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Homeboy Industries Turns Ex-Cons into Solar Installers

Homeboy Industries sees a colorful future for ex-cons in the Los Angeles area. Not in gang or prison colors, but in green collars. The LA-based nonprofit is training former gang members to install solar panels. In a partnership with the East Los Angeles Skills Center, Homeboy redirects ex-cons into a 100-hour class that introduces them to solar electrical theory, PV safety, basic load analysis, system sizing, components, hardware and other lessons in the design, construction and installation of solar power systems.

Homeboy is two decades old. Created by Greg Boyle, a Jesuit priest, Homeboy helps ex-convicts find gainful employment after release, many of whom have worked in a bakery owned by the nonprofit. It was there, according to a Homeboy press release, that a customer approached Father Boyle about preparing the often young ex-cons for the cutting-edge green economy.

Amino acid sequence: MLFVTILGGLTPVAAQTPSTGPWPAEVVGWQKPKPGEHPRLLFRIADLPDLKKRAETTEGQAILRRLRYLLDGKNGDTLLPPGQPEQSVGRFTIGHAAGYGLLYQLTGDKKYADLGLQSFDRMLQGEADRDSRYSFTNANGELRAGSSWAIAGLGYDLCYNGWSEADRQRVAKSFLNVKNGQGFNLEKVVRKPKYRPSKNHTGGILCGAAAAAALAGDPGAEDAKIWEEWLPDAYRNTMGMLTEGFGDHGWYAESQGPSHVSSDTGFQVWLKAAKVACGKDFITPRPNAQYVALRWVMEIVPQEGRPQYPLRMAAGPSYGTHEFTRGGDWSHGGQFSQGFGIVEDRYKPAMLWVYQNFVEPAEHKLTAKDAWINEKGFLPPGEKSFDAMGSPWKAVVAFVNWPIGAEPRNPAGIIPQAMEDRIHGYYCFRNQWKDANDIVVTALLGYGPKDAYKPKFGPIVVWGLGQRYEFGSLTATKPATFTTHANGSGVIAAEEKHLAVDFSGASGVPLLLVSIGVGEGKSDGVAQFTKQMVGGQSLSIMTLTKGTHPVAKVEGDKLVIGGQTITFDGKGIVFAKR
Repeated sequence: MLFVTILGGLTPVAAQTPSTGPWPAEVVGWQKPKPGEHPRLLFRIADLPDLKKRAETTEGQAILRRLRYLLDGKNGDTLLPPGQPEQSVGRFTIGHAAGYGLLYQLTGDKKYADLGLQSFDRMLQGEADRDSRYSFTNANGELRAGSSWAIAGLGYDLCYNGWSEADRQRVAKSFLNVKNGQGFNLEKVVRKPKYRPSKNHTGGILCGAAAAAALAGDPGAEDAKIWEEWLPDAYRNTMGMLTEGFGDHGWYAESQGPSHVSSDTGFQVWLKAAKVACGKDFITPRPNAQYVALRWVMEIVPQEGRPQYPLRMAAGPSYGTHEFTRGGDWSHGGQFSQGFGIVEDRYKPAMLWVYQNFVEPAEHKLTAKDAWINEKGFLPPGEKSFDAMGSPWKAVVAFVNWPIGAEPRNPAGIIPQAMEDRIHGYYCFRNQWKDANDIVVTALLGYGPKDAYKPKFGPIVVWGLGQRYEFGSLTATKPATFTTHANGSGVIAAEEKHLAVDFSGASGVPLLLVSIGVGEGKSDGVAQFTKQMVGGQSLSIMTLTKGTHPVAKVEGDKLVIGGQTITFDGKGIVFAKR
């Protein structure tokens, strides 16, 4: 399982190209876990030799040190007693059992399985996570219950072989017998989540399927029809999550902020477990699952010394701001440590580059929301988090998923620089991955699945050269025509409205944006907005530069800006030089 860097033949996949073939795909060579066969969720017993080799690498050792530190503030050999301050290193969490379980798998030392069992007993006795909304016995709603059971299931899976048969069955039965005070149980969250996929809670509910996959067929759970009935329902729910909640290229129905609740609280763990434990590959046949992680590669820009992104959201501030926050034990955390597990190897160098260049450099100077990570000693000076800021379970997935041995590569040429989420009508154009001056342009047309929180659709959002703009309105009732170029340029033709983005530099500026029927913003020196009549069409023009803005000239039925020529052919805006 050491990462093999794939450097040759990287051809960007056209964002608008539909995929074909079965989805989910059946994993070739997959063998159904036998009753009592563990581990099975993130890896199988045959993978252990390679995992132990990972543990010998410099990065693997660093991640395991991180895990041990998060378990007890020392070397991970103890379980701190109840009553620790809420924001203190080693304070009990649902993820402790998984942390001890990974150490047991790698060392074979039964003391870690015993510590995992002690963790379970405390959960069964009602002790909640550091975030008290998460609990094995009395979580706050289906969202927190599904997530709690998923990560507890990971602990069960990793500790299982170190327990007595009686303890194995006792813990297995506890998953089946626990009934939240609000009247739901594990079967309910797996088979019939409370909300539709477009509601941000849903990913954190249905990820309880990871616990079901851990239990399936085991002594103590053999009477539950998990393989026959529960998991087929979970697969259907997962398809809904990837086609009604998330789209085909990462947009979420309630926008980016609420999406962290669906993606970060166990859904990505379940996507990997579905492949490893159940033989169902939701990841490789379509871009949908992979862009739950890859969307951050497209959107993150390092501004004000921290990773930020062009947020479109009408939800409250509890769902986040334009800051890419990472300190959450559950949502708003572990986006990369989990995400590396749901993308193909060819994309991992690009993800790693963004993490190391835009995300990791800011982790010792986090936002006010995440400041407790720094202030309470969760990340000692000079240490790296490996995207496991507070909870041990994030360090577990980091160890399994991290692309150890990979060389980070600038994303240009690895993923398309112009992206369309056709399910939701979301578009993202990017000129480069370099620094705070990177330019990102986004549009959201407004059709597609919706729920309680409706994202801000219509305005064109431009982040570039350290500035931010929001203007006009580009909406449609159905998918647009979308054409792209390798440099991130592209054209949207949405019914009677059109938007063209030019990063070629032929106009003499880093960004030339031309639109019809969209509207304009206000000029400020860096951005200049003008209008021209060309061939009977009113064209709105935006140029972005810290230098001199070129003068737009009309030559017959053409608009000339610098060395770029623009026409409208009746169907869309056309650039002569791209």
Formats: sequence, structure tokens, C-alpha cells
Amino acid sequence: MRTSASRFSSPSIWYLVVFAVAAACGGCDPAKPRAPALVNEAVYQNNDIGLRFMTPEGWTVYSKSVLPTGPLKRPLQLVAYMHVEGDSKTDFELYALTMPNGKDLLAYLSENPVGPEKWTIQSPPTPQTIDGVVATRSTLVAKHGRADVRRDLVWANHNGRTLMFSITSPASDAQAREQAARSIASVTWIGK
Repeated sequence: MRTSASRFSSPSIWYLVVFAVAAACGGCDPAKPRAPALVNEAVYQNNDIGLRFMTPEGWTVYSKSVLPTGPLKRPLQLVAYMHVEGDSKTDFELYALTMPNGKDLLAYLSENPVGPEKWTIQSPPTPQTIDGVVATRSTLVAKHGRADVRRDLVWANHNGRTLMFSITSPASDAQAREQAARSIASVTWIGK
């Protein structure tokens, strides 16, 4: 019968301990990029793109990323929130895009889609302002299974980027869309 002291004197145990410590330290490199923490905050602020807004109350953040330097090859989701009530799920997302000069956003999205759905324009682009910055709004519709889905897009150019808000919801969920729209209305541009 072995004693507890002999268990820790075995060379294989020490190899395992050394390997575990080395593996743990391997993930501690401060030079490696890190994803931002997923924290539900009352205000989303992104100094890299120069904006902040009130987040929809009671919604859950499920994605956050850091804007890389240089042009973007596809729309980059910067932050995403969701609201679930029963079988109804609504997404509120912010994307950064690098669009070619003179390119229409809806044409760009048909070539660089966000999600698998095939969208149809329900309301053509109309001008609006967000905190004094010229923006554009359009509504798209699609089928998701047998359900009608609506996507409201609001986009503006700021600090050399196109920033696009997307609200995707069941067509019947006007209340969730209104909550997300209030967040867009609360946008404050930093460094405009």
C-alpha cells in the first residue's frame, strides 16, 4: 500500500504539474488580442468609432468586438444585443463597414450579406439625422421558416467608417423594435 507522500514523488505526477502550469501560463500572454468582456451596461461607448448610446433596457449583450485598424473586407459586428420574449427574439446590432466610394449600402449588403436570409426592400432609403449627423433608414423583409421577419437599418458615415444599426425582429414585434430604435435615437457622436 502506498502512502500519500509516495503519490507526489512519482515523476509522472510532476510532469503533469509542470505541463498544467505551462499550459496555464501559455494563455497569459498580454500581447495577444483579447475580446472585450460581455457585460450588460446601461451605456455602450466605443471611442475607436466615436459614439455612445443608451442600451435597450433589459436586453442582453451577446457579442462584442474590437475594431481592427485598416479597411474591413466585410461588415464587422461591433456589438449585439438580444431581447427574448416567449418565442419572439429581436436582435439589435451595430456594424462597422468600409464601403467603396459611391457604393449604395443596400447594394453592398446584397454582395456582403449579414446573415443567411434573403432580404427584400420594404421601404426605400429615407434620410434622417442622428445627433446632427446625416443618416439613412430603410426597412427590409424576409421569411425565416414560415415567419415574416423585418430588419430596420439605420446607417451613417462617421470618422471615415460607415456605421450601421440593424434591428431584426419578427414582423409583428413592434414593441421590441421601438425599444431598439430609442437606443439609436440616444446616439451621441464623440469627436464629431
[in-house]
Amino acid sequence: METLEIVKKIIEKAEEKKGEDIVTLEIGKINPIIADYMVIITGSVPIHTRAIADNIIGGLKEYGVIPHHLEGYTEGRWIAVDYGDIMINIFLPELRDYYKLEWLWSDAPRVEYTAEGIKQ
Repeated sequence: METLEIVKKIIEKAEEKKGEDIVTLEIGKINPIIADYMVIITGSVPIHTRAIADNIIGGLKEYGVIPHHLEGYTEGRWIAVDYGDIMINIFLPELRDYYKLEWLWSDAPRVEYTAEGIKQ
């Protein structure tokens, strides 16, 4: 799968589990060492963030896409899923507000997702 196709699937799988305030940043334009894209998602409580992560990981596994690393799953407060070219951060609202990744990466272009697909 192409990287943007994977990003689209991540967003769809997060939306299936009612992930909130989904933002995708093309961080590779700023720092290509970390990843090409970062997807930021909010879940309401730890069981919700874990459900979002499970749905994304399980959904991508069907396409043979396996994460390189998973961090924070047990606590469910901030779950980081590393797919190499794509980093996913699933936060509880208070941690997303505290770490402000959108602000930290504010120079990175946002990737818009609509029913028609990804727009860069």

Furthermore, finding job placement for convicts is extraordinarily difficult in a recession. Yet the solar industry remains in short supply of qualified installers, which provides the students with better prospects for getting a job and supplies the local solar industry with much-needed manpower. Several former Homeboy students are already working and earning about $15 per hour with the prospect of more than $30 per hour down the road for experienced installers.

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